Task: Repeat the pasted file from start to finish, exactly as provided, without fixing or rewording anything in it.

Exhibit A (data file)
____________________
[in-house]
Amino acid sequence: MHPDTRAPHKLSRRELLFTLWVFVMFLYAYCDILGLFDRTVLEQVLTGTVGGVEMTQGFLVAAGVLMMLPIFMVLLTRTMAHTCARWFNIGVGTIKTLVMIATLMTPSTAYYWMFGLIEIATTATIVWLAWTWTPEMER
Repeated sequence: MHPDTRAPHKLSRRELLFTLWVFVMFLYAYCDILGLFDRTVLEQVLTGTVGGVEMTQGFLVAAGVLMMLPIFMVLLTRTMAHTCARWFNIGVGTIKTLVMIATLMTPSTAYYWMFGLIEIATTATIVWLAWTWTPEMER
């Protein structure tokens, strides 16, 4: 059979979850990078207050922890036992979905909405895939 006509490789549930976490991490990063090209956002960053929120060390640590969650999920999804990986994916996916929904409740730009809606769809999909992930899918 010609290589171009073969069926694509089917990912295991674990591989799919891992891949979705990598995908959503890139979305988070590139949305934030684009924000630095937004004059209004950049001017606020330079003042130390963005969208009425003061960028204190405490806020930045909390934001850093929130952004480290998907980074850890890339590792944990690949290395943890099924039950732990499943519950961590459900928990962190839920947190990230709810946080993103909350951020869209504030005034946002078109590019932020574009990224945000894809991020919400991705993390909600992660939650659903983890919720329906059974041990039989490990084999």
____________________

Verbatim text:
[in-house]
Amino acid sequence: MHPDTRAPHKLSRRELLFTLWVFVMFLYAYCDILGLFDRTVLEQVLTGTVGGVEMTQGFLVAAGVLMMLPIFMVLLTRTMAHTCARWFNIGVGTIKTLVMIATLMTPSTAYYWMFGLIEIATTATIVWLAWTWTPEMER
Repeated sequence: MHPDTRAPHKLSRRELLFTLWVFVMFLYAYCDILGLFDRTVLEQVLTGTVGGVEMTQGFLVAAGVLMMLPIFMVLLTRTMAHTCARWFNIGVGTIKTLVMIATLMTPSTAYYWMFGLIEIATTATIVWLAWTWTPEMER
């Protein structure tokens, strides 16, 4: 059979979850990078207050922890036992979905909405895939 006509490789549930976490991490990063090209956002960053929120060390640590969650999920999804990986994916996916929904409740730009809606769809999909992930899918 010609290589171009073969069926694509089917990912295991674990591989799919891992891949979705990598995908959503890139979305988070590139949305934030684009924000630095937004004059209004950049001017606020330079003042130390963005969208009425003061960028204190405490806020930045909390934001850093929130952004480290998907980074850890890339590792944990690949290395943890099924039950732990499943519950961590459900928990962190839920947190990230709810946080993103909350951020869209504030005034946002078109590019932020574009990224945000894809991020919400991705993390909600992660939650659903983890919720329906059974041990039989490990084999």